I’ve said it before, and I’ll say it again: anybody interested in making money freelancing (not just freelance writing) should read this guide, especially the Money and Negotiation sections.
She’s still updating it, so keep checking back for updates.
Her husband is Dean Wesley Smith, and he has good posts on “Killing the Sacred Cows of Publishing,” too.
Between the two of them, they’ve brought up some ideas I’ve had to chew on – the idea that the agent is your employee, not the other way around; the idea that you have to take responsibility for your own negotiations; the difference between making money and cash flow. The comments are almost as informative as the posts; Laura Resnick, who will probably never have another agent in her life, makes a strong case for same. The idea that the agent is a taste-monger who serves as a gateway for the editor–but who is generally neither an editor or a professional writer–is something I’ve been struggling with.
As much as I like some of the agents I’ve met and would want them on my side when it came to helping me hustle, some of them strike me as lazy, over-opinionated gas bags. Sorry. No names. The idea that I need to hire an agent who loves my story and who will champion it for me–um, wait. Why? Why does an employee have to love what I do in order to negotiate the best deal for me, personally? Is there some trick going on, where there are agents who don’t? WHY?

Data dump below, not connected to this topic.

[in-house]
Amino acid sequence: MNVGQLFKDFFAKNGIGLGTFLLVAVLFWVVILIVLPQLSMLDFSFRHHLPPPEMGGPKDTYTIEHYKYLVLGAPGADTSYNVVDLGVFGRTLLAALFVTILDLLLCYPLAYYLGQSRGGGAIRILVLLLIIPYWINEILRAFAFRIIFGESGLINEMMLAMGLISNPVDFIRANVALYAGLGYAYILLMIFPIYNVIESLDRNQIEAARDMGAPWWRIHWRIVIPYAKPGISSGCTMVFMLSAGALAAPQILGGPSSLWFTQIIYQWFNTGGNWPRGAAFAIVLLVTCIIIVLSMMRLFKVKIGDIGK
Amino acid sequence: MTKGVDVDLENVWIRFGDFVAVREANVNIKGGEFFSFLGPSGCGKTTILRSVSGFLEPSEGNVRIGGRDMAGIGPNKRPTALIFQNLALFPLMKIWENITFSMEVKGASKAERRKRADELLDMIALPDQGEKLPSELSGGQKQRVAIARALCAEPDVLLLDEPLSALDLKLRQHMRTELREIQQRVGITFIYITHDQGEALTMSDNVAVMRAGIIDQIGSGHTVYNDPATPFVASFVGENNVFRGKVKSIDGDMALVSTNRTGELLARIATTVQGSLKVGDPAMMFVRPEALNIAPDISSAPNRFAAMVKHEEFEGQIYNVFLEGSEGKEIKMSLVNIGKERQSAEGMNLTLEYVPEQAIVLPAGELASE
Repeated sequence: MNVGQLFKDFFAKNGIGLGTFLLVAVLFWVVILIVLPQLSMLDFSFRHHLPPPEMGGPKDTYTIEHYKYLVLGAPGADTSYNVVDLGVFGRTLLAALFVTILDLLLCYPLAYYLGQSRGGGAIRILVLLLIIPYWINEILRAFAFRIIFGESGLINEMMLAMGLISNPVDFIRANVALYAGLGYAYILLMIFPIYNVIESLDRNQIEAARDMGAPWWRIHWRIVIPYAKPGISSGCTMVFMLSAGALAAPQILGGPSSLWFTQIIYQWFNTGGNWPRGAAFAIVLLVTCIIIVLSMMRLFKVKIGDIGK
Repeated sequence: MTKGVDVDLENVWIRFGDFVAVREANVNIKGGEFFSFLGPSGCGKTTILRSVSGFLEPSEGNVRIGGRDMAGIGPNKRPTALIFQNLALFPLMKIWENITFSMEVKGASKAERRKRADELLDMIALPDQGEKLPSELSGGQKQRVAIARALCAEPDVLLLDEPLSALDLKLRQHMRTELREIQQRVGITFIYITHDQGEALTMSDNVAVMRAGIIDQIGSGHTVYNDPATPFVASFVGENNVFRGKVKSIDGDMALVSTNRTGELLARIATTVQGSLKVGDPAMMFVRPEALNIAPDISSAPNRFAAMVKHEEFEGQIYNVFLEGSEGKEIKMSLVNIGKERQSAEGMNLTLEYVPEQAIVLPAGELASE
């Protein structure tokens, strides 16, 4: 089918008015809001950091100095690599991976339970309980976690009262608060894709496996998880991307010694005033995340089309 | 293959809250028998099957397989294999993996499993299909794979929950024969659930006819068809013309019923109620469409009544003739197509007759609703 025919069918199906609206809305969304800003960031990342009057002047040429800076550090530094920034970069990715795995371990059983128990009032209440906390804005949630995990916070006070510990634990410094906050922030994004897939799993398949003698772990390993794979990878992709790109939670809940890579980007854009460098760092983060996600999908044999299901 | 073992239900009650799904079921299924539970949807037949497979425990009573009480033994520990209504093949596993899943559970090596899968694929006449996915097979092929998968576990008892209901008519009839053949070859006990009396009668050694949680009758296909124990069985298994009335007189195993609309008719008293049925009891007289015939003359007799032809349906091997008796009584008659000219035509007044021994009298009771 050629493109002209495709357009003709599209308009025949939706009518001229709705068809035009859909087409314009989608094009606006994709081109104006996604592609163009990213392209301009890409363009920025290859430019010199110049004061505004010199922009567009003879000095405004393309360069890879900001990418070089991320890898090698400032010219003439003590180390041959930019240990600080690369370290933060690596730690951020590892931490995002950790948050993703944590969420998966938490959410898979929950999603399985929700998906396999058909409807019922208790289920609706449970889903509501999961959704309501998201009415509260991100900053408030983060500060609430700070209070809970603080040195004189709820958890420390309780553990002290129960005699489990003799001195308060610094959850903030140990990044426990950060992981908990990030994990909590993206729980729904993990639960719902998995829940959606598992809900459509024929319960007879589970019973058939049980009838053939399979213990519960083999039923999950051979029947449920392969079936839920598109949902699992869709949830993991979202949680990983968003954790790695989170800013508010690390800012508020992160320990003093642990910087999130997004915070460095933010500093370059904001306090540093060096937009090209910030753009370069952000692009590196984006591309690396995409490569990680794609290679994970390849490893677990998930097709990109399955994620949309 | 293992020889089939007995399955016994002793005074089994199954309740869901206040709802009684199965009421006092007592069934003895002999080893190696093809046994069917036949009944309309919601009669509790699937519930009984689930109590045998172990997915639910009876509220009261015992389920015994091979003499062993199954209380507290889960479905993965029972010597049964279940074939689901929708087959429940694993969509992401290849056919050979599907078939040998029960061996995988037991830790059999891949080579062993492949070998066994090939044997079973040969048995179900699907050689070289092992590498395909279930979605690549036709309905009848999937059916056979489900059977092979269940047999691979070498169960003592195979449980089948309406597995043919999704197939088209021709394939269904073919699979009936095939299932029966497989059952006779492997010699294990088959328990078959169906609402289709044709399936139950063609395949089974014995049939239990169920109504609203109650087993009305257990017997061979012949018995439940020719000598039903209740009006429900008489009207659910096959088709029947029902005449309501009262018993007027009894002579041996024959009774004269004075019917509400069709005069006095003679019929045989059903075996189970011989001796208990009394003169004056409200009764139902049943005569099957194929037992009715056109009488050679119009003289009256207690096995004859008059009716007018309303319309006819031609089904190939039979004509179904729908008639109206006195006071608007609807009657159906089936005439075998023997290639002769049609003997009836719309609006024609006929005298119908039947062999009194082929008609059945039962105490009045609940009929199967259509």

And, throughout my so-far freelancing career, tentatively started in 2006, have I made $0 from on-spec work? And an amount of money that I’m not ashamed of on work-for-hire? Is my writing not good enough to be published? It is good enough; it is published. And I got paid for it in a professional manner, too, no bull-crap about being a dollar late and a day short.
What is wrong with this system? Readers are buying stuff to read. I’m selling stuff for them to read. But the stuff I’m selling isn’t the stuff publishers are buying. Publishers are having a meltdown over e-readers. WHY? Because it means cutting staff, redesigning org charts, and finding new ways to make a profit…but isn’t that what they’re doing anyway?
I don’t think self-publishing is the way for me to go; it will leave me spending less time writing, which is what I do best. But I don’t just want to be somebody’s content producer, either. I’m finding ways to balance writing and business, but it isn’t in traditional publishing. And is isn’t in self-publishing, either.
I guess this turned into more of a ramble than a book review–but as you can see, it’s making me really think, which you should take as a very high recommendation.